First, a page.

US natural gas production edges higher
The US Energy Information Administration (EIA) reported December 2 that total dry natural gas production increased by less than 1% from last week, while both imports and exports increased.
EIA reported total dry natural gas production reached 96bn ft3/day for the reporting week ended December 1. That marks a 0.9% increase from the 95.1bn ft3/day reported during the week ended November 24.
In its latest Drilling Productivity Report, EIA estimates that December production from the primary inland shale basins will average 89.4bn ft3/day, a 0.3% increase from November levels if forecasts prove accurate.
Piped imports of natural gas from Canada, meanwhile, increased nearly 4% from the previous week to average 5.3bn ft3/day. Piped exports to Mexico increased 3.8% from the week prior to average 5.4bn ft3/day.
There were 23 LNG cargoes that departed US export terminals during the reporting week. Eight of those left from the Sabine Pass terminal, five sailed from Freeport and four departed from Corpus Christi, all in Texas. Three left from the Cameron terminal in Louisiana, two left from Cove Point off Maryland and one sailed from the Elba Island facility off the coast of Georgia.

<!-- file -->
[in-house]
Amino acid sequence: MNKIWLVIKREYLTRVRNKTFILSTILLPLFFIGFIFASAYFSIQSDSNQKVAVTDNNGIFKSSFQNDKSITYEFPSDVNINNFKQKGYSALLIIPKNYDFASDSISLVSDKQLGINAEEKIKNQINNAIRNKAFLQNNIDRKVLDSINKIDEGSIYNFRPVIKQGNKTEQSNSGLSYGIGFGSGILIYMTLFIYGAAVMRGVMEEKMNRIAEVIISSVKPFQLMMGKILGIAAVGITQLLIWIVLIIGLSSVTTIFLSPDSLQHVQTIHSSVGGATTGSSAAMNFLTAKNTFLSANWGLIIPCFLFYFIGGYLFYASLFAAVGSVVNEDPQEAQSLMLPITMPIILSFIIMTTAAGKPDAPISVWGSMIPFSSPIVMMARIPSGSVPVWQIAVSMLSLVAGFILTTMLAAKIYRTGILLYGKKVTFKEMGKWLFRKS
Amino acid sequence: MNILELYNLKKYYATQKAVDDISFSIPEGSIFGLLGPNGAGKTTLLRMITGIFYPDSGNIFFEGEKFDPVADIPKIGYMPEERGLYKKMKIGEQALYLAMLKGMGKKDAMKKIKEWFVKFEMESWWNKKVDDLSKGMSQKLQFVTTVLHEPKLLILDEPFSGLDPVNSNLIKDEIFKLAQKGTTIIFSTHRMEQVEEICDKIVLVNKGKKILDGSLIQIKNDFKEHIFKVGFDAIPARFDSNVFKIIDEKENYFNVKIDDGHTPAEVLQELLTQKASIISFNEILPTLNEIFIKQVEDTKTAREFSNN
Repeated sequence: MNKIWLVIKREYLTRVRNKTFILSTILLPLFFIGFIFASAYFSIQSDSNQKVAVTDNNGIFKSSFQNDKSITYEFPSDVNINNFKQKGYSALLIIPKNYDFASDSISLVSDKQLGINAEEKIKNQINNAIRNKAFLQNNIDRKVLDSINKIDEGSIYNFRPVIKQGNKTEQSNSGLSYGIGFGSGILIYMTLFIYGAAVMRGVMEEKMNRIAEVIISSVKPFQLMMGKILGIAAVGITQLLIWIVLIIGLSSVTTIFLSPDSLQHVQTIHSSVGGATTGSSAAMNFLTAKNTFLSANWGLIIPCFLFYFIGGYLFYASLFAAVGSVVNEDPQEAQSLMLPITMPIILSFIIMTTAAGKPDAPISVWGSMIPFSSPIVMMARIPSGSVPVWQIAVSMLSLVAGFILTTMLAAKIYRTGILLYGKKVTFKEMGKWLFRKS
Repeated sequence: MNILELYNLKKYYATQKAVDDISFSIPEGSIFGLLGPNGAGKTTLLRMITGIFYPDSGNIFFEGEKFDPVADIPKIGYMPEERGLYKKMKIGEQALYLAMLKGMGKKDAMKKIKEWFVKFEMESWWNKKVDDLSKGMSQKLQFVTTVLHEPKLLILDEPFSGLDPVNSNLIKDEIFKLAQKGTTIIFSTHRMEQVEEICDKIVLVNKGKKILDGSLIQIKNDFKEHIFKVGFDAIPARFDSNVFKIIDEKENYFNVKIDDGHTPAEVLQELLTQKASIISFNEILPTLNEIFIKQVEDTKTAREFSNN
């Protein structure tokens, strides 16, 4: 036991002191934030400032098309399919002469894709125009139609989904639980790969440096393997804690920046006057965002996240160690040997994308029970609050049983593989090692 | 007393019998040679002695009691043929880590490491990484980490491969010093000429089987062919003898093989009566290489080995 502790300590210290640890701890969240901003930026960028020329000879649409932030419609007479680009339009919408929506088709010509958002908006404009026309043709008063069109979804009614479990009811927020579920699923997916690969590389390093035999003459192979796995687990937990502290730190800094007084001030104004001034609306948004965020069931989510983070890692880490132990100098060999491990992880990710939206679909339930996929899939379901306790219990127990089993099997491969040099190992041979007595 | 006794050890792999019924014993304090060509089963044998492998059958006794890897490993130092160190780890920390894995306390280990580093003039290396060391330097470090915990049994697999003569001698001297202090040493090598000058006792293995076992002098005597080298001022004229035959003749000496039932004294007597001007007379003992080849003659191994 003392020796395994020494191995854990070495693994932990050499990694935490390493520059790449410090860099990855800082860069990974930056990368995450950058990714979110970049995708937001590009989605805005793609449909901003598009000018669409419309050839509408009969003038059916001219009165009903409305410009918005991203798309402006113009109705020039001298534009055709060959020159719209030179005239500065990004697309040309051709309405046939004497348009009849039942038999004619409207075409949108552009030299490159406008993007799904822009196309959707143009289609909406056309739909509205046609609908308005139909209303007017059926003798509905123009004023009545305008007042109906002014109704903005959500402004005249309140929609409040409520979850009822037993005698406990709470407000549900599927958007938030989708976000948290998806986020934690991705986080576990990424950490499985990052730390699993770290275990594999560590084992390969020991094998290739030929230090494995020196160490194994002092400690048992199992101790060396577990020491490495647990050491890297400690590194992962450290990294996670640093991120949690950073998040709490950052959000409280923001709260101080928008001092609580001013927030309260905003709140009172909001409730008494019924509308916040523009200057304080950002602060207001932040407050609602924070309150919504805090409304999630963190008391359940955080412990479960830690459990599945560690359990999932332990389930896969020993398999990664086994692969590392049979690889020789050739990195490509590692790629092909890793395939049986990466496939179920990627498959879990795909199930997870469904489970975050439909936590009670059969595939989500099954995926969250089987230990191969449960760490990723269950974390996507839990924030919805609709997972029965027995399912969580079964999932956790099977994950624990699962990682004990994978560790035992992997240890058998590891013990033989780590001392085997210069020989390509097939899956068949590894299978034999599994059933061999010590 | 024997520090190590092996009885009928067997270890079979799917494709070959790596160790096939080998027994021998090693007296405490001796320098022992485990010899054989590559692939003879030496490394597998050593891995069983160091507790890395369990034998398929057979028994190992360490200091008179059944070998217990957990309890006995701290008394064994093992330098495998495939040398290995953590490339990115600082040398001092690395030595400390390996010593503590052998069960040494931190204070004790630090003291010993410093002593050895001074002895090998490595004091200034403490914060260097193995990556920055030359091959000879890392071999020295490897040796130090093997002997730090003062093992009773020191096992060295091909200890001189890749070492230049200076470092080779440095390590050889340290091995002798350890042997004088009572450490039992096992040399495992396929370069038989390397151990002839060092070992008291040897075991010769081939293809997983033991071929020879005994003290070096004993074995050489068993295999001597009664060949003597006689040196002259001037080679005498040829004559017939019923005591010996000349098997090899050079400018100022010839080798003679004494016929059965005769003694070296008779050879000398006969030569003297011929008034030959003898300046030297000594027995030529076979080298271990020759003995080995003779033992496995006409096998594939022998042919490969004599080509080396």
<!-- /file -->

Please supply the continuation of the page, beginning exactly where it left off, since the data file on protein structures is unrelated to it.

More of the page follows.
Combined, those vessels carried 84bn ft3 of natural gas in liquid form.
EIA put nominal baseload liquefaction capacity at 9.5bn ft3/day in November. By the end of 2022, that could reach 11.4bn ft3/day. By 2024, when the Golden Pass terminal in Texas comes on stream, EIA expects peak export capacity will reach an estimated 16.3bn ft3/day, far greater than the 10.3bn ft3/day coming from Qatar and the 11.4bn ft3/day from Australia this year. That would make the US the world's leading LNG exporter should all projects develop as expected.